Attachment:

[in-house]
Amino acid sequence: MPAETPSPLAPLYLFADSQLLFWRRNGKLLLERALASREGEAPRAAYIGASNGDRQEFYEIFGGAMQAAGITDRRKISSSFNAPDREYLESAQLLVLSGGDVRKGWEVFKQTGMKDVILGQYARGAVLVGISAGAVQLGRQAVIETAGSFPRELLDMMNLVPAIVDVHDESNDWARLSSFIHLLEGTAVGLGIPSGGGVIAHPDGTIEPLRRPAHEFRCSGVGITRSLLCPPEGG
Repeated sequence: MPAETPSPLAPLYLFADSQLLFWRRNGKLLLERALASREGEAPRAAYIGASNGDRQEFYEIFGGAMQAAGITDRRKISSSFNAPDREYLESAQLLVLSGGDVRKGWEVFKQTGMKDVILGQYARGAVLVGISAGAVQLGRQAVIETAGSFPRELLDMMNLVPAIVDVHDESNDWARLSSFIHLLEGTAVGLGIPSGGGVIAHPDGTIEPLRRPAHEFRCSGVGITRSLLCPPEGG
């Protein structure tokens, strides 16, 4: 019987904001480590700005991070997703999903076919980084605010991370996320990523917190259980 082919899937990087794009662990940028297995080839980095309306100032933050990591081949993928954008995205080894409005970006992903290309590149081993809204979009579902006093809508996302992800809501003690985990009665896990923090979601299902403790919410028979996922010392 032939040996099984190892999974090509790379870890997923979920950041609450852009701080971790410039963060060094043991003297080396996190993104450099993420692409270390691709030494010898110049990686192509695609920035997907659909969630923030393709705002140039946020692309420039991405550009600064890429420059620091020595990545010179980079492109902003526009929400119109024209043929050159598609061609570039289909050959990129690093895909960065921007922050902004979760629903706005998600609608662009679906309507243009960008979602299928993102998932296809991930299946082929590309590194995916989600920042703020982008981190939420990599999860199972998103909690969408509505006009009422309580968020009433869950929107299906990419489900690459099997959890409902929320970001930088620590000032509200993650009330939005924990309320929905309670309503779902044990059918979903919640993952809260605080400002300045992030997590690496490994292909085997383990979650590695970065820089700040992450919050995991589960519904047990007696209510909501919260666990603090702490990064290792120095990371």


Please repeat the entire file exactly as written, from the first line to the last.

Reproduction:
[in-house]
Amino acid sequence: MPAETPSPLAPLYLFADSQLLFWRRNGKLLLERALASREGEAPRAAYIGASNGDRQEFYEIFGGAMQAAGITDRRKISSSFNAPDREYLESAQLLVLSGGDVRKGWEVFKQTGMKDVILGQYARGAVLVGISAGAVQLGRQAVIETAGSFPRELLDMMNLVPAIVDVHDESNDWARLSSFIHLLEGTAVGLGIPSGGGVIAHPDGTIEPLRRPAHEFRCSGVGITRSLLCPPEGG
Repeated sequence: MPAETPSPLAPLYLFADSQLLFWRRNGKLLLERALASREGEAPRAAYIGASNGDRQEFYEIFGGAMQAAGITDRRKISSSFNAPDREYLESAQLLVLSGGDVRKGWEVFKQTGMKDVILGQYARGAVLVGISAGAVQLGRQAVIETAGSFPRELLDMMNLVPAIVDVHDESNDWARLSSFIHLLEGTAVGLGIPSGGGVIAHPDGTIEPLRRPAHEFRCSGVGITRSLLCPPEGG
């Protein structure tokens, strides 16, 4: 019987904001480590700005991070997703999903076919980084605010991370996320990523917190259980 082919899937990087794009662990940028297995080839980095309306100032933050990591081949993928954008995205080894409005970006992903290309590149081993809204979009579902006093809508996302992800809501003690985990009665896990923090979601299902403790919410028979996922010392 032939040996099984190892999974090509790379870890997923979920950041609450852009701080971790410039963060060094043991003297080396996190993104450099993420692409270390691709030494010898110049990686192509695609920035997907659909969630923030393709705002140039946020692309420039991405550009600064890429420059620091020595990545010179980079492109902003526009929400119109024209043929050159598609061609570039289909050959990129690093895909960065921007922050902004979760629903706005998600609608662009679906309507243009960008979602299928993102998932296809991930299946082929590309590194995916989600920042703020982008981190939420990599999860199972998103909690969408509505006009009422309580968020009433869950929107299906990419489900690459099997959890409902929320970001930088620590000032509200993650009330939005924990309320929905309670309503779902044990059918979903919640993952809260605080400002300045992030997590690496490994292909085997383990979650590695970065820089700040992450919050995991589960519904047990007696209510909501919260666990603090702490990064290792120095990371």